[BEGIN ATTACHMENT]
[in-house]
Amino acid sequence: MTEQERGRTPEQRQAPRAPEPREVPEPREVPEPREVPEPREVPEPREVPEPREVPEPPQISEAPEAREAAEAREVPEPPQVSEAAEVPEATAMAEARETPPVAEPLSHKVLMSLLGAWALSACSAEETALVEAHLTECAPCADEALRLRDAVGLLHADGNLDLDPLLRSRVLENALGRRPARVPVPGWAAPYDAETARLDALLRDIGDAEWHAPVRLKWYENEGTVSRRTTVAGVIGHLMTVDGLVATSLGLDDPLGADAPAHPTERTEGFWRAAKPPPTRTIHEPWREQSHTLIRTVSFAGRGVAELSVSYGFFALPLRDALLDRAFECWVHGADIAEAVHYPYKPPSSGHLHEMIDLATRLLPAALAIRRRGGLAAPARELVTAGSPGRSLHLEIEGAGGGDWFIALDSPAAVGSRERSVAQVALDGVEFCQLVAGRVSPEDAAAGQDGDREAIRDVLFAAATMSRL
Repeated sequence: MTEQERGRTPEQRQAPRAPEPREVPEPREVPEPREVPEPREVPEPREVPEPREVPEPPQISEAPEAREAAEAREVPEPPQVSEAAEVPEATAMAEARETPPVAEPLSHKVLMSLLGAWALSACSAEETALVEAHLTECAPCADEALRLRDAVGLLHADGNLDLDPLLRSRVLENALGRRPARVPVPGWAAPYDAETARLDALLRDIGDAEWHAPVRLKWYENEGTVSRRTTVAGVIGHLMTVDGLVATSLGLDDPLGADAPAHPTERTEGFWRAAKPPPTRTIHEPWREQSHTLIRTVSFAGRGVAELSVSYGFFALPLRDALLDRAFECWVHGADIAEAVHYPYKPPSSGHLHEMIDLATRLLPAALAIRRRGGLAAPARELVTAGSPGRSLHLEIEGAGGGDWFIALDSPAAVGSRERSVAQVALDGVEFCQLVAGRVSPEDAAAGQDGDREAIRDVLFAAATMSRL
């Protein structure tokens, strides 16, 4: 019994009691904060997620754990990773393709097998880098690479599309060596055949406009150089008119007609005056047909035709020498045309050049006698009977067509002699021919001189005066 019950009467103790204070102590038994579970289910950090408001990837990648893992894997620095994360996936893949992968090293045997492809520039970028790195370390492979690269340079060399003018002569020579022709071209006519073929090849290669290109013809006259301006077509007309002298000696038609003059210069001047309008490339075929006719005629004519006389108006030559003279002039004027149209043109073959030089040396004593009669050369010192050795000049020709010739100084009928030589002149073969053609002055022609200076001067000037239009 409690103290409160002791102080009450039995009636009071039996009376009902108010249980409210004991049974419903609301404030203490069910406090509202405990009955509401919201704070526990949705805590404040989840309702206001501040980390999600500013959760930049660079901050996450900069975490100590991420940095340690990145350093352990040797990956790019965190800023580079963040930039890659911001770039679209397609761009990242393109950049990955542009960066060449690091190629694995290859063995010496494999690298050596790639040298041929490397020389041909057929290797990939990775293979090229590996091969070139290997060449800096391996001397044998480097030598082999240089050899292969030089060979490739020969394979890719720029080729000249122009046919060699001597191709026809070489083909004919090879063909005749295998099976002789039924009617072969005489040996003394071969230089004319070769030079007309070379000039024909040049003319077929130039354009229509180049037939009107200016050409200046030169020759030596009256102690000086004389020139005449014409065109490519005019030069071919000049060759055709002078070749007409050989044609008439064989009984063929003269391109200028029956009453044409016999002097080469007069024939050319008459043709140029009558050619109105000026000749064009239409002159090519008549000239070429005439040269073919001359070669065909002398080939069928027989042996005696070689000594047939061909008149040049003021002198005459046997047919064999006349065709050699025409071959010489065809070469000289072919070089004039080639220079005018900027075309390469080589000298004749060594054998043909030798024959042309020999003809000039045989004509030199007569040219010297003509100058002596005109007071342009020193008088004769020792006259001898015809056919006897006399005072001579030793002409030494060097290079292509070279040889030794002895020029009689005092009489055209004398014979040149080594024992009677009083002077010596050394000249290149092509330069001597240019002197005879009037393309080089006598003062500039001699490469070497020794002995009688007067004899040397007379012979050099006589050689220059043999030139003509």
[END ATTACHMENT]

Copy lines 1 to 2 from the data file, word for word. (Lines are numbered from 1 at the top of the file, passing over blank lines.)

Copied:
[in-house]
Amino acid sequence: MTEQERGRTPEQRQAPRAPEPREVPEPREVPEPREVPEPREVPEPREVPEPREVPEPPQISEAPEAREAAEAREVPEPPQVSEAAEVPEATAMAEARETPPVAEPLSHKVLMSLLGAWALSACSAEETALVEAHLTECAPCADEALRLRDAVGLLHADGNLDLDPLLRSRVLENALGRRPARVPVPGWAAPYDAETARLDALLRDIGDAEWHAPVRLKWYENEGTVSRRTTVAGVIGHLMTVDGLVATSLGLDDPLGADAPAHPTERTEGFWRAAKPPPTRTIHEPWREQSHTLIRTVSFAGRGVAELSVSYGFFALPLRDALLDRAFECWVHGADIAEAVHYPYKPPSSGHLHEMIDLATRLLPAALAIRRRGGLAAPARELVTAGSPGRSLHLEIEGAGGGDWFIALDSPAAVGSRERSVAQVALDGVEFCQLVAGRVSPEDAAAGQDGDREAIRDVLFAAATMSRL